There has been a lot in the news recently about the outbreak of fungal meningitis linked to contaminated steroid injections. With the increasing industrialization of our health care system, we as patients and our doctors as providers are becoming more removed from direct knowledge of the drugs we take to manage pain. I am often surprised at the willingness Americans have to pop a synthetic pill or go under the surgical knife as a first treatment rather than a last resort to dealing with pain. There are many options that exist today which can treat the actual causes of physical pain and provide a number of other health benefits as well. Rolfing® can help provide long-term relief from issues like back pain by addressing not just the symptom but the underlying structural causes and it does so without the use of drugs.
Rolfing is a therapy based on hands-on manipulation of fascia, the connective tissue that forms ligaments and tendons in the body. In contrast to steroid injections which work by limiting the immune system response and dampening inflammation, Rolfing works by creating space in the body allowing for better movement and circulation and allowing inflammation to clear on it’s own. Rolfing has also grown over the years to encompass elements of addressing the nervous system and movement patterns that reinforce painful posturing or movements. Rolfing also involves no injections or pharmaceuticals so there is no need to worry about current issues like life-threatening infections from contaminated steroid injections. Beyond not being linked to infections, there are a numbers of reasons that Rolfing is a much more effective therapy to consider.
Rolfing provides additional health benefits
Steroid injections and a great many other standard medical treatments are designed with insurance in mind to directly treat a singular issues and only that issues. Rolfing, rather than being simply a quick fix is based around the idea of fostering health rather. A Rolfed body stands taller and moves more fluidly. Clients often report feeling more like themselves and most note improvements in sleeping and energy levels through a course of Rolfing sessions. Rolfing also frequently helps the body to strengthen it’s own structural support leading to a reduction in in frequency or severity of future injuries.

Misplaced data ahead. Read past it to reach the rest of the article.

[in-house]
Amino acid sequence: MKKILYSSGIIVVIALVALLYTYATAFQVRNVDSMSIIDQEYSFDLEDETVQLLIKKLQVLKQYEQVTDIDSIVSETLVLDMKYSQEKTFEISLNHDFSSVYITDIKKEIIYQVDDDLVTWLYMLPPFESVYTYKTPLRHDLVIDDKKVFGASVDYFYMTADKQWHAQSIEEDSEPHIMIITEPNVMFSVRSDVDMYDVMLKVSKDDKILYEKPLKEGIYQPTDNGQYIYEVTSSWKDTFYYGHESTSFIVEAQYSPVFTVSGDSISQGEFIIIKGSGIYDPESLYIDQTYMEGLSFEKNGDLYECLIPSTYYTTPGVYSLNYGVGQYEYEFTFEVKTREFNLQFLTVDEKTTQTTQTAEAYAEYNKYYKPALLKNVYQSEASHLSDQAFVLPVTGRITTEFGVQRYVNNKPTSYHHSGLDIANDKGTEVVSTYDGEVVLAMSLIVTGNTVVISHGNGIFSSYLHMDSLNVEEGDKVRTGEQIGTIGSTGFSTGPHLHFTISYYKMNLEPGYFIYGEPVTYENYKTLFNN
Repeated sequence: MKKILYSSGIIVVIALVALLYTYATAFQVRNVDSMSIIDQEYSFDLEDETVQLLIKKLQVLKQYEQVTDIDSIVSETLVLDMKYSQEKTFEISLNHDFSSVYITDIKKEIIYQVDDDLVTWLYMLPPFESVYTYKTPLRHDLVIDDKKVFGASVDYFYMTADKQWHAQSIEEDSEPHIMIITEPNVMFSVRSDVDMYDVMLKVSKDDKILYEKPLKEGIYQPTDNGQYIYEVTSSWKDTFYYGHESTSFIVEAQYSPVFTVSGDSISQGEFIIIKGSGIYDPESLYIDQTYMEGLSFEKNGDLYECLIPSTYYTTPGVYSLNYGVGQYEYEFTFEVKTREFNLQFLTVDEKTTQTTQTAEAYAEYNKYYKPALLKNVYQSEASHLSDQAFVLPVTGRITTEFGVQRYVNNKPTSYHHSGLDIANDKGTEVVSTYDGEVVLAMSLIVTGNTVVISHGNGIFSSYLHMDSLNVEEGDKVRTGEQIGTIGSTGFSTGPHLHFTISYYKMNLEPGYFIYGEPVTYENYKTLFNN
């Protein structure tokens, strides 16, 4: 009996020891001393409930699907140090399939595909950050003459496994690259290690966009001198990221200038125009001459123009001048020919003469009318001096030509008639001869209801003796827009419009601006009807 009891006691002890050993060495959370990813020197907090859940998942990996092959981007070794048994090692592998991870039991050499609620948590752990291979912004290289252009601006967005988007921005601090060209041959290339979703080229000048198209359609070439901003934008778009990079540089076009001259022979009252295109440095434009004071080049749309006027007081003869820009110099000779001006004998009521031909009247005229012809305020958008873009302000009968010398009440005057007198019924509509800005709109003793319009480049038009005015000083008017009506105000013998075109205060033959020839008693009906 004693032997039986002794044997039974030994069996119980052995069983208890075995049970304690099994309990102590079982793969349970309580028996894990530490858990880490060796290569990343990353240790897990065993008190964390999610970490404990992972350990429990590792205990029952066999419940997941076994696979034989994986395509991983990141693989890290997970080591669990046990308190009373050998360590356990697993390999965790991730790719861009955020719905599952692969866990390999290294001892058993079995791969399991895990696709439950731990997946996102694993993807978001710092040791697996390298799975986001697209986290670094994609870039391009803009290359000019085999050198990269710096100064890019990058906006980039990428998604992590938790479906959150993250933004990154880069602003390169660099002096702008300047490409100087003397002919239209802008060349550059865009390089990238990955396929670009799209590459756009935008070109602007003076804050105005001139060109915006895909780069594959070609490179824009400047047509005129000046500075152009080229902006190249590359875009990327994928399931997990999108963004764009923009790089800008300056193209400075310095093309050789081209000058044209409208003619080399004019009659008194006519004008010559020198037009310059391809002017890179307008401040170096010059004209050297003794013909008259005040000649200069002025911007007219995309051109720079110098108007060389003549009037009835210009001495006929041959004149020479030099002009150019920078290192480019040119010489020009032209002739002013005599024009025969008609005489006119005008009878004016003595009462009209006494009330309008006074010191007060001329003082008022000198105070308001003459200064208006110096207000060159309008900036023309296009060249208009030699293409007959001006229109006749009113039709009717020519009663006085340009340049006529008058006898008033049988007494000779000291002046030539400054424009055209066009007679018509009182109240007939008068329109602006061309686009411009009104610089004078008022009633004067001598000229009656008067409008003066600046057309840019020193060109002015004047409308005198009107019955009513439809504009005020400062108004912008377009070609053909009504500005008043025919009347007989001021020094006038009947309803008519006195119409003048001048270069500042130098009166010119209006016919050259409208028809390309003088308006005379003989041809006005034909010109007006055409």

Rolfing does not come with a list of side effects
A quick check of WebMD for methylprednisolone acetate (the injection linked to cases of contamination) reveals a list of rather nasty side effects including vomiting, dizziness, trouble sleeping, appetite changes and pain/redness/swelling at the injection site. While I think it is fair to say that many of these side effects are probably preferable to months of chronic pain, there are also treatments available such as Rolfing that don’t come with a list of side effects.
Rolfing involves the personal touch of a local provider
With the increasing industrialization of pharmaceuticals, we are much less likely to have a personal relationship with our prescription provider than we did 20 years ago. With the myriad drug interactions out there, it becomes much easier to miss something if your provider is a large remote company. A Rolfer will work with you one-on-one and typically spends an hour or more with you on each treatment. And a Rolfer will treat you as an individual whole person and adjust treatments on the fly according to your needs.
None of this is to say that corticosteroids are inherently bad. I have known people who had great results with them, and I have also helped a lot of clients who didn’t respond to steroid injections. Any treatment has advantages and drawbacks and I think it is important for people concerned about their own health to consider the alternatives and weigh the benefits of allopathic treatments versus the benefits of other modalities.
For more information on Rolfing therapies in the Raleigh/Durham area, you can visit RaleighRolfing.com. To learn more about Rolfing in general or find a Rolfer in your area, you can visit the Rolf Institute of Structural Integration website at Rolf.org.